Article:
Eureka, CA — New legislation just signed into law on Thursday by Gov. Gavin Newsom will significantly advance the development of an offshore wind power industry on the West Coast, especially in Humboldt County, say developers of a proposed local project and the area’s Community Choice Aggregator (CCA).
The legislation, AB 525, which was approved nearly unanimously by the California Legislature earlier this month, directs California state agencies to develop a strategic plan to facilitate the development of offshore wind on a large scale over the next two decades.
California law states that, by 2045, 100 percent of electricity consumed in California must come from carbon-free sources. One study has suggested offshore wind has the potential to generate electricity in an amount equal to 150 percent of California’s electricity usage in 2019. Further, offshore wind is the perfect complement to solar generation in California as ocean winds pick up in the early evening when the sun begins to set.
“This new law shows California is now fully committed to developing an offshore wind industry that can create local jobs, advance towards a carbon-free electric system, and address the threat of climate change,” said Tyler Studds, chief executive officer of Redwood Coast Offshore Wind (ROW).
ROW is a 50-50 joint venture between two international offshore wind developers, Ocean Winds and Aker Offshore Wind, in partnership with the Redwood Coast Energy Authority (RCEA). RCEA is a CCA formed by nine local government entities with a mandate to procure clean and renewable power for Humboldt County electricity customers.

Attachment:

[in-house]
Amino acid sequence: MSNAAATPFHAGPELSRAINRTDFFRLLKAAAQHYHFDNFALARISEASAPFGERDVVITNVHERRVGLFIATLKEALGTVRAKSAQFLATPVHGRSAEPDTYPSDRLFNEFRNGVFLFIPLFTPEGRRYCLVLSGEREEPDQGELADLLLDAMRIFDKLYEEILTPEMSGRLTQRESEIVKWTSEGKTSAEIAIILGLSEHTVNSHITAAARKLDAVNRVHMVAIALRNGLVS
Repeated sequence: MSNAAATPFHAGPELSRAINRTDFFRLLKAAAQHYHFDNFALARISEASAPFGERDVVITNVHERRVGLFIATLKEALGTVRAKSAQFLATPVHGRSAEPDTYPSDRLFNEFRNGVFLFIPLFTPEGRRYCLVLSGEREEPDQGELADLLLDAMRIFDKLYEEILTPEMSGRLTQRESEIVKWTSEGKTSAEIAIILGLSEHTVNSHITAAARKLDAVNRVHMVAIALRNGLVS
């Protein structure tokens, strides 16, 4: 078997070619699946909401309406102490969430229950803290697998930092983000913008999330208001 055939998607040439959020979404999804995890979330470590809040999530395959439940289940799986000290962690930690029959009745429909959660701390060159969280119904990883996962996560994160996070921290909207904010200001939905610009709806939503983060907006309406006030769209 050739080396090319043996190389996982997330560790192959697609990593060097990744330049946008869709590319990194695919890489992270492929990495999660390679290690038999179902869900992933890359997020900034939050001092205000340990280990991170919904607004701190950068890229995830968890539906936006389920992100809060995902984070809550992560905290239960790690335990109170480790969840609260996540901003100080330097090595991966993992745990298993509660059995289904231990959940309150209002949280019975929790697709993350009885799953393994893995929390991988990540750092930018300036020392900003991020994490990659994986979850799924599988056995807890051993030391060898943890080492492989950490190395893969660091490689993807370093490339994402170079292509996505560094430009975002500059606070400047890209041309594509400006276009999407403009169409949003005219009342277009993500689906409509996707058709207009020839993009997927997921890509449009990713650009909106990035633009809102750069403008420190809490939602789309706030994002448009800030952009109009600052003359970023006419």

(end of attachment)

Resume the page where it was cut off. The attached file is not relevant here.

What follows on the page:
Earlier this year, Newsom and the Biden administration announced they expect to hold an auction in 2022 for leases off both the Humboldt Coast and the Central Coast near Morro Bay. These areas combined could produce 4.6 GW of offshore wind energy and power 1.6 million California homes.
“This legislation and the support it received underscores the wisdom of RCEA engaging early to work toward the responsible development of our local offshore wind resource,” said Matthew Marshall, executive director of RCEA. “We are taking a community-based approach to developing Humboldt County’s offshore wind resource that prioritizes community values, protecting the environment, and developing strategies to avoid or mitigate impacts to the fishing community and local Tribes, while creating jobs and economic development.” ROW has already actively engaged a host of local stakeholders, including fisheries, labor, and Tribal governments to understand their concerns and explore solutions.
Deploying wind turbines offshore, where they will be placed on floating platforms so they can operate in deep water, will require significant investments and upgrades to the Port of Humboldt Bay that can also benefit other port users. Once the port is upgraded and as the industry develops, other parts of the offshore wind supply chain could locate facilities in Humboldt County and elsewhere in California. In July, the Humboldt Bay Harbor and Recreation District submitted a grant application to the U.S. Department of Transportation Port Infrastructure Development Program to fund the development of a Humboldt Bay Offshore Wind and Heavy Lift Marine Terminal.
“This law provides much-needed certainty around the future of offshore wind in California and will spur significant upgrades in port and grid infrastructure,” said Jonah Margulis, senior vice president of US operations for Aker Offshore Wind. “We look forward to creating a robust, sustainable offshore wind industry in Northern California that will serve the community with reliable, clean energy and well-paying jobs for decades to come.”